Property-identical divine-command theory (PDCT) is the view that being obligatory is identical to being commanded by God in just the way that being water is identical to being H2O. If these identity statements are true, then they express necessary a posteriori truths. PDCT has been defended in Robert M. Adams (1987) and William Alston (1990). More recently Mark C. Murphy (2002) has argued that property-identical divine-command theory is inconsistent with two well-known and well-received theses: the free-command thesis and the supervenience (...) thesis. I show that Murphy's argument is vitiated by mistaken assumptions about the substitutivity of metaphysical identicals in contexts of supervenience. The free-command thesis and the supervenience thesis therefore pose no serious threat to PDCT. (Published Online August 11 2004). (shrink)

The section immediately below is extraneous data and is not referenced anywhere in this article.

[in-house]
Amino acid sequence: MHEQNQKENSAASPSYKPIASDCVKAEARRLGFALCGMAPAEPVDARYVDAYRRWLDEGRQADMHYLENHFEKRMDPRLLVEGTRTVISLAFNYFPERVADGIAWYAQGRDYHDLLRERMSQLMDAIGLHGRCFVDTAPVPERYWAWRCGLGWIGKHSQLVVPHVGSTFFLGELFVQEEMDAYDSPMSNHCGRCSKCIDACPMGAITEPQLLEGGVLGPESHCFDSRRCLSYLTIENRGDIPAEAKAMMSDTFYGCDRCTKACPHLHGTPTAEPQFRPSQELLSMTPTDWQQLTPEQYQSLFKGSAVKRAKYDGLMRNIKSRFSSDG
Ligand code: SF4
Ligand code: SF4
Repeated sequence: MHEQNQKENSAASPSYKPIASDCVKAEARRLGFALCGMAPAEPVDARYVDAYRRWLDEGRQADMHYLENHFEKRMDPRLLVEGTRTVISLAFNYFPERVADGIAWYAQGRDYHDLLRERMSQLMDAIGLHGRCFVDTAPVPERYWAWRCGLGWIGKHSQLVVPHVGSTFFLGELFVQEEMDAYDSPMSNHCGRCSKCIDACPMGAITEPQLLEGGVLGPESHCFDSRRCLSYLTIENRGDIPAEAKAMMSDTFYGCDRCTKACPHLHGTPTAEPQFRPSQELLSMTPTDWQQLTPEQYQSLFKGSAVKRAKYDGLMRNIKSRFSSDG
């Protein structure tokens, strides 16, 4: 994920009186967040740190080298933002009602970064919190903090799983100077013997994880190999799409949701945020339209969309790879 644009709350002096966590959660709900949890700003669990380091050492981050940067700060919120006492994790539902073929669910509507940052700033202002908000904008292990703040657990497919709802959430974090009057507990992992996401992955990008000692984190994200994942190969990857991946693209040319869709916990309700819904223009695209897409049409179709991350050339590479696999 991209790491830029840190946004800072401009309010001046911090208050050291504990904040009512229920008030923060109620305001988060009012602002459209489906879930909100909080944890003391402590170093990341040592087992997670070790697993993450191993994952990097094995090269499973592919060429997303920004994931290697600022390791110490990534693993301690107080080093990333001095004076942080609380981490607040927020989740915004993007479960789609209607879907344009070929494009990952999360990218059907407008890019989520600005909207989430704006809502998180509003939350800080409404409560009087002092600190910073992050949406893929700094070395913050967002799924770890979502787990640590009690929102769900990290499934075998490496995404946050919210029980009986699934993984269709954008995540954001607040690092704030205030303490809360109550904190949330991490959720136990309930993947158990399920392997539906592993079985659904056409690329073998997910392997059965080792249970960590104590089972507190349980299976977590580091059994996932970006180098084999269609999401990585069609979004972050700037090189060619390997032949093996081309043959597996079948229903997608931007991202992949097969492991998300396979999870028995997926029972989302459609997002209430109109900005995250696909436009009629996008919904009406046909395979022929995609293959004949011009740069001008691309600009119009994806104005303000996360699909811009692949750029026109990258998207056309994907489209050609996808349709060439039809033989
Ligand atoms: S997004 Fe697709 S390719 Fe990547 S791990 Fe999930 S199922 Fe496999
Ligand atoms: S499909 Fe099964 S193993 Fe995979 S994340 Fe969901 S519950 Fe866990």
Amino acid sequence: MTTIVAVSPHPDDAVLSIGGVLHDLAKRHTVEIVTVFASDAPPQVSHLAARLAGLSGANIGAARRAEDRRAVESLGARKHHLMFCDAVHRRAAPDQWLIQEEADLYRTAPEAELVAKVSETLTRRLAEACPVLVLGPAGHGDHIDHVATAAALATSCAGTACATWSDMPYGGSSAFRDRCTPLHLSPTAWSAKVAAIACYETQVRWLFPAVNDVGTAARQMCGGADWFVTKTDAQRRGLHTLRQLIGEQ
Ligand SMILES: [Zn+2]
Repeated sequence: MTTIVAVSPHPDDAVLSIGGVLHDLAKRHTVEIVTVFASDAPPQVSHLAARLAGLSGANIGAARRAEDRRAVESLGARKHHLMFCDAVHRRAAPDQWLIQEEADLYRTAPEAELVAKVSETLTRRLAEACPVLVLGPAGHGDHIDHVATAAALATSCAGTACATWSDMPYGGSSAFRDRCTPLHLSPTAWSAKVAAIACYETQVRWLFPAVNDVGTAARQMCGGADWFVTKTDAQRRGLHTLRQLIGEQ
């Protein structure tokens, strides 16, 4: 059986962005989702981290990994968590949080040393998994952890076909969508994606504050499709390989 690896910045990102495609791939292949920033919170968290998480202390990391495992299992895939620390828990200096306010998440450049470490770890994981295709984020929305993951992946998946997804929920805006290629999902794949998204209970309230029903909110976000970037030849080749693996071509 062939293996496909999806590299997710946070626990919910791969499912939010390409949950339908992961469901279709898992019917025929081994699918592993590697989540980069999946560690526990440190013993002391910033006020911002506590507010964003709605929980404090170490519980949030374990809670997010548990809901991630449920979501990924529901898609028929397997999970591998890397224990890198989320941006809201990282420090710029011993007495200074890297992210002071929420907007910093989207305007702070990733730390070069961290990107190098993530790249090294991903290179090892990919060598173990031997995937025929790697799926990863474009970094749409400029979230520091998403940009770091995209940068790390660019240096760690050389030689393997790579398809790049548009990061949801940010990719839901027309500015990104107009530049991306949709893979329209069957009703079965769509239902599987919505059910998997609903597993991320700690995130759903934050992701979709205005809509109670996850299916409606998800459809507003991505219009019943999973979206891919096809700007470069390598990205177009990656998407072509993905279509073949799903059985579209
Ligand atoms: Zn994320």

This paper is about three of the most prominent debates in modern epistemology. The conclusion is that three prima facie appealing positions in these debates cannot be held simultaneously. The first debate is scepticism vs anti-scepticism. My conclusions apply to most kinds of debates between sceptics and their opponents, but I will focus on the inductive sceptic, who claims we cannot come to know what will happen in the future by induction. This is a fairly weak kind of scepticism, and (...) I suspect many philosophers who are generally anti-sceptical are attracted by this kind of scepticism. Still, even this kind of scepticism is quite unintuitive. I’m pretty sure I know (1) on the basis of induction. (1) It will snow in Ithaca next winter. Although I am taking a very strong version of anti-scepticism to be intuitively true here, the points I make will generalise to most other versions of scepticism. (Focussing on the inductive sceptic avoids some potential complications that I will note as they arise.) The second debate is a version of rationalism vs empiricism. The kind of rationalist I have in mind accepts that some deeply contingent propositions can be known a priori, and the empiricist I have in mind denies this. Kripke showed that there are contingent propositions that can be known a priori. One example is Water is the watery stuff of our acquaintance. (‘Watery’ is David Chalmers’s nice term for the properties of water by which folk identify it.) All the examples Kripke gave are of propositions that are, to use Gareth Evans’s term, deeply necessary (Evans, 1979). It is a matter of controversy presently just how to analyse Evans’s concepts of deep necessity and contingency, but most of the controversies are over details that are not important right here. I’ll simply adopt Stephen Yablo’s recent suggestion: a proposition is deeply contingent if it could have turned out to be true, and could have turned out to be false (Yablo, 2002)1. Kripke did not provide examples of any deeply contingent propositions knowable a priori, though nothing he showed rules out their existence.. (shrink)